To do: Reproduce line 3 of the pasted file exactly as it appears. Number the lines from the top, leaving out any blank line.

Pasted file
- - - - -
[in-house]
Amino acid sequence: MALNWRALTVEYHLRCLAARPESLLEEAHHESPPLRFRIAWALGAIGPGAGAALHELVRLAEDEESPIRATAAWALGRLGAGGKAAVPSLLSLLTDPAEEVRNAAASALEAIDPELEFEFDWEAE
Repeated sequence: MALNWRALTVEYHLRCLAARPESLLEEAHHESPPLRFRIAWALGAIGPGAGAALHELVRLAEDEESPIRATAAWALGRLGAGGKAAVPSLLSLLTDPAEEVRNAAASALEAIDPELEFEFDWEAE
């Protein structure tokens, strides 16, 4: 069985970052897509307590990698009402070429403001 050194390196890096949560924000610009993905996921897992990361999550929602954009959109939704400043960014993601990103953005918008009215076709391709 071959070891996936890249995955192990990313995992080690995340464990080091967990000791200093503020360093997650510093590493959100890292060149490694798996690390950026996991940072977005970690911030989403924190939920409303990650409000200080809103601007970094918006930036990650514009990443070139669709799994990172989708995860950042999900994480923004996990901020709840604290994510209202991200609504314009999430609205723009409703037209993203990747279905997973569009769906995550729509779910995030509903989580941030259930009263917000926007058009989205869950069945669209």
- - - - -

Repeated sequence: MALNWRALTVEYHLRCLAARPESLLEEAHHESPPLRFRIAWALGAIGPGAGAALHELVRLAEDEESPIRATAAWALGRLGAGGKAAVPSLLSLLTDPAEEVRNAAASALEAIDPELEFEFDWEAE